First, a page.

The rapidly increasing number of antibacterial-resistant pathogens and the emergence of new infectious threats underscore the desperate need for new antimicrobial therapeutics at a time when the pharmaceutical industry has largely abandoned this area of research and development. Academic research institutions have begun to meet this need, but success will require scientists who are trained to apply the techniques of chemical biology to the study of microbial pathogenesis. Herein, we propose to capitalize on Vanderbilt University's strengths in chemical biology and microbiology to establish a Chemical Biology of Infectious Diseases Training Program (CBIDTP) aimed at preparing scientists for the challenges of antimicrobial target identification and drug discovery. Twenty faculty preceptors from five departments in the School of Medicine (Pathology, Microbiology & Immunology, Biochemistry, and Pediatrics) and the College of Arts and Sciences (Chemistry and Biological Sciences) will serve as mentors for the Program. Three predoctoral students will be selected each year to receive two years of support during their second and third year of study in the five-year program. Highlights of the training program include formal coursework in both microbial pathogenesis and chemical biology, elective courses for specialized training, a mini-sabbatical research opportunity in a collaborator's laboratory, research and professional development workshops, an interactive seminar series in chemical biology, an annual research symposium in chemical biology, participation in the infectious disease case conference and antibiotic stewardship program, an innovative internship experience at a major pharmaceutical company, and an in-depth laboratory research experience. Research projects will emphasize a multi-disciplinary approach that applies chemical biology to the study of microbiology, and students will be advised by at least two CBID preceptors. As a result, students will be well-grounded in a core discipline and sufficiently well-trained in complementary fields to allow them to work effectively in an interdisciplinary environment.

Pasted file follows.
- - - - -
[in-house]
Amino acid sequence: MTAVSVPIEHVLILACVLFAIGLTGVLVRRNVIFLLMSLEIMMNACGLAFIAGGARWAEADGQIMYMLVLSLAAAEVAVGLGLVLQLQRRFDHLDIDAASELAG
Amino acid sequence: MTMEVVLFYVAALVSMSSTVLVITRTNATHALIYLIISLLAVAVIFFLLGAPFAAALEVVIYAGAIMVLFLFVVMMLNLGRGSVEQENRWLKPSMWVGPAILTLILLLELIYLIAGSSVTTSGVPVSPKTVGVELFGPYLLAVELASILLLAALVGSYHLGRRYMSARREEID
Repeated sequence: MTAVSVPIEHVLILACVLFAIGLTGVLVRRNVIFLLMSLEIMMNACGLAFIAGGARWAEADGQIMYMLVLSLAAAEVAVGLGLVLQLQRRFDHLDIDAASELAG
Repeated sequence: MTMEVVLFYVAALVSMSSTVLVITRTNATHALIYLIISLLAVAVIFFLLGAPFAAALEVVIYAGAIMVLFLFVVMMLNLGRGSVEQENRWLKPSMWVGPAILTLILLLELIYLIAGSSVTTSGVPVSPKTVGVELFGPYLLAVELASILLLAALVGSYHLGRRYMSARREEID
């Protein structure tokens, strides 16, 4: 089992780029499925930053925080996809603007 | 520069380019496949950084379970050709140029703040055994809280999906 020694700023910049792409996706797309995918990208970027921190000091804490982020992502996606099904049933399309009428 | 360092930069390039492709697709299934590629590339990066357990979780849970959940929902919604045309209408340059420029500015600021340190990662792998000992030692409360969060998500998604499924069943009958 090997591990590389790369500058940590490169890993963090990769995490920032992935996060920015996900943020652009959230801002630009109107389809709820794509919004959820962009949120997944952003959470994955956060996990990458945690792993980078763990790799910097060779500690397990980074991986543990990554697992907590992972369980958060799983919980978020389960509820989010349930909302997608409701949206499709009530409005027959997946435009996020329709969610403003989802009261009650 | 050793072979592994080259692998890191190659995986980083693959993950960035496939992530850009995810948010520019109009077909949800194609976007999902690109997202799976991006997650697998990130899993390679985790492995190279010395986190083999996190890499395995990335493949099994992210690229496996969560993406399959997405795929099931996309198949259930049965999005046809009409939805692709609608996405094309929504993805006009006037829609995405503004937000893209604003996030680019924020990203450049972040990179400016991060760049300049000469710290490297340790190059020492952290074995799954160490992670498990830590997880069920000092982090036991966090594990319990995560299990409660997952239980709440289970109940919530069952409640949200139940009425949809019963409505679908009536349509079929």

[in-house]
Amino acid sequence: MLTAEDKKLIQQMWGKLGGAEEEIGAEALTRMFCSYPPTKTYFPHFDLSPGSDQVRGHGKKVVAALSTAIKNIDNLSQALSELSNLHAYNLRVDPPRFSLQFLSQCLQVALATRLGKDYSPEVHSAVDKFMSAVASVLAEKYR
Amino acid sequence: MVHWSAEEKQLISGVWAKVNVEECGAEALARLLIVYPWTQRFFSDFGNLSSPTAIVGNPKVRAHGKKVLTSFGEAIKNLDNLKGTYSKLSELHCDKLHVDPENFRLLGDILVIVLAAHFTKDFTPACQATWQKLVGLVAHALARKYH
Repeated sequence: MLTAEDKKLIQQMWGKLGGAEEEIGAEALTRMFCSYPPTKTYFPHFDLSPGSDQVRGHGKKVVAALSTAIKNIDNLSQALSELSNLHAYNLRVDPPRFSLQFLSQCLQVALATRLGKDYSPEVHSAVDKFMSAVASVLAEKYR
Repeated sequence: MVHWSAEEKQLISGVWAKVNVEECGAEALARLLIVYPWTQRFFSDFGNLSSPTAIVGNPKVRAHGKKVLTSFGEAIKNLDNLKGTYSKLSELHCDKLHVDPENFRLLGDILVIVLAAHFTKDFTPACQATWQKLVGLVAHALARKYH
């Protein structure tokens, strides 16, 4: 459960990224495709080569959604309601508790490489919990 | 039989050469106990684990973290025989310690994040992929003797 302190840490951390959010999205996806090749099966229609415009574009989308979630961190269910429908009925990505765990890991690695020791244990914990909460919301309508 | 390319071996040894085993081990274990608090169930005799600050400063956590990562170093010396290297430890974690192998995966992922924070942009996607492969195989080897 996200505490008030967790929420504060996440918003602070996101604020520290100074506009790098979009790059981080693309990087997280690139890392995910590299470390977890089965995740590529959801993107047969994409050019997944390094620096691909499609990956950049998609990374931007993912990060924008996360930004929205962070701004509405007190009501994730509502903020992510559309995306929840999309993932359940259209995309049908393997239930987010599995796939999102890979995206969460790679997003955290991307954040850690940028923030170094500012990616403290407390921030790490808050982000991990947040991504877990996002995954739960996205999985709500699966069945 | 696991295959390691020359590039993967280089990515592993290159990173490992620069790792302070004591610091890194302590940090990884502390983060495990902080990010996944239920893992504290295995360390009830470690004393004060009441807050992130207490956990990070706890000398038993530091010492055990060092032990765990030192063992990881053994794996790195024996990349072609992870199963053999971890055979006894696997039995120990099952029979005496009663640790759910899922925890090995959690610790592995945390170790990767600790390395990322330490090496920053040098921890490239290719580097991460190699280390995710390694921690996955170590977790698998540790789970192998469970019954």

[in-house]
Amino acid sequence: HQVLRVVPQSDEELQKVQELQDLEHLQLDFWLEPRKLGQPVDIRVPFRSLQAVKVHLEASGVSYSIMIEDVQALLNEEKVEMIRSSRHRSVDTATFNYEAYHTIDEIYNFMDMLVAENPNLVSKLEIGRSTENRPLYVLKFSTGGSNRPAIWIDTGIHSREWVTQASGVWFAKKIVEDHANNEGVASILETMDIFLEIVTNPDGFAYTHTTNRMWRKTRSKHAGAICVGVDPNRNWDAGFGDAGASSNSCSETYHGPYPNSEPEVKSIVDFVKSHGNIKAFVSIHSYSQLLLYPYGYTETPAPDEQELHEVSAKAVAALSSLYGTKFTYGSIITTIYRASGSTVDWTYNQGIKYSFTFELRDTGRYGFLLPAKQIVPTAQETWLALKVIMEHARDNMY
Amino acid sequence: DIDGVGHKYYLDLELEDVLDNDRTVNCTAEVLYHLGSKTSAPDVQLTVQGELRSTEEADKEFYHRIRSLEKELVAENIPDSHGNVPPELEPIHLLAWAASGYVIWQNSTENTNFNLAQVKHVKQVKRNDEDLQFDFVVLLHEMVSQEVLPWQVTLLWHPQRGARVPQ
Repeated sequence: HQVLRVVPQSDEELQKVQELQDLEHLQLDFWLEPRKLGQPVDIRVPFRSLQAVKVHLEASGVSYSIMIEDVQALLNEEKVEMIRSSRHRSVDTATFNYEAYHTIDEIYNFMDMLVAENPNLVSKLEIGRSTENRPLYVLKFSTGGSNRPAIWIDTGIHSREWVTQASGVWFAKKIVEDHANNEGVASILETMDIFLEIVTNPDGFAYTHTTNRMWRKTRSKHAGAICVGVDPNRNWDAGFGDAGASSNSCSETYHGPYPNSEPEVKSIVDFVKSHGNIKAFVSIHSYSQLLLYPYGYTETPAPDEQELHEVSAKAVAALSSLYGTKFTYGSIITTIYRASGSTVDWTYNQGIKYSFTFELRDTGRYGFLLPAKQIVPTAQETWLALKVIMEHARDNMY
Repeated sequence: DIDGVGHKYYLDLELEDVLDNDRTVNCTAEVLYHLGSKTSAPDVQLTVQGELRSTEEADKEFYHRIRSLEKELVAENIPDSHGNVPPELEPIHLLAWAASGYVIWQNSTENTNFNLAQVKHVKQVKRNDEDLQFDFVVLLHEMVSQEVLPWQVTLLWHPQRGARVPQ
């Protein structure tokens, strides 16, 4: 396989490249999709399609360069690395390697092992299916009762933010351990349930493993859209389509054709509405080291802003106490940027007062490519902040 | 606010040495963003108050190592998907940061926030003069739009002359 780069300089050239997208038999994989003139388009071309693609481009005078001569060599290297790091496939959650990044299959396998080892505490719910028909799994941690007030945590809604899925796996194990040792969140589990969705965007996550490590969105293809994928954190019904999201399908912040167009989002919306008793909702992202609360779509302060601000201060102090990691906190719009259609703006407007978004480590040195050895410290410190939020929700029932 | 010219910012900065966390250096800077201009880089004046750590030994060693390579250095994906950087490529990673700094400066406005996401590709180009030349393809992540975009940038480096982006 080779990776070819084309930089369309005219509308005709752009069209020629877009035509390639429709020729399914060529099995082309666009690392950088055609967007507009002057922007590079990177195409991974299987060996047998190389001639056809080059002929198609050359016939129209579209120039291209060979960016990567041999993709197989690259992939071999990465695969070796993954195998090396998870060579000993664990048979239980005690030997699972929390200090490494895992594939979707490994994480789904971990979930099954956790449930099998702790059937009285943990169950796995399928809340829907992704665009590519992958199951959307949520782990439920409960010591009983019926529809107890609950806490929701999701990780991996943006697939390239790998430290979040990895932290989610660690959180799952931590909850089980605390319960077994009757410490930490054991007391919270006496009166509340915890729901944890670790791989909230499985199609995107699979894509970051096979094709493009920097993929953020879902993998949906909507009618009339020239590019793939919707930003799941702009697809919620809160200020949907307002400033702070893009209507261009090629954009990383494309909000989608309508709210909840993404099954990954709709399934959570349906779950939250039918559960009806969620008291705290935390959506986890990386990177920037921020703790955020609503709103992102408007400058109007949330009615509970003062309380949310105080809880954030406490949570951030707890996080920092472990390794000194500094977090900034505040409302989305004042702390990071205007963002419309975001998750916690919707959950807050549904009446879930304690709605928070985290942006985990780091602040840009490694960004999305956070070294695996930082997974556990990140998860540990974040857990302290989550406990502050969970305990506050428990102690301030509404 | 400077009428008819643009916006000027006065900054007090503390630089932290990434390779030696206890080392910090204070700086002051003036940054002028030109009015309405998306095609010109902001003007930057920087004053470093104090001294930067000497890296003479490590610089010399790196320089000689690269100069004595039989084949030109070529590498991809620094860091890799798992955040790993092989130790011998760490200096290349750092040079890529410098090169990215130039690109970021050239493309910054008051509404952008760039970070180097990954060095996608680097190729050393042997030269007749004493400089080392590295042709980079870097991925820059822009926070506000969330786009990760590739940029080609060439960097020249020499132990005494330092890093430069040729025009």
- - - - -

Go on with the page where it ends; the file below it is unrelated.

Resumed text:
Infectious diseases remain the second leading cause of death worldwide, and the rapid emergence of new antibiotic-resistant strains of bacteria threatens to markedly increase the public health impact of these illnesses. To combat this threat requires new drugs with novel mechanisms of action, a goal that can best be achieved by the application of chemical biology to the study of microbiology. This proposal will combine the resources of the Vanderbilt Institute of Chemical Biology and its Program in Microbial Pathogenesis to train young scientists who will be able to bridge the gap between these disciplines, preparing them to discover the next generation of infectious disease therapeutics.
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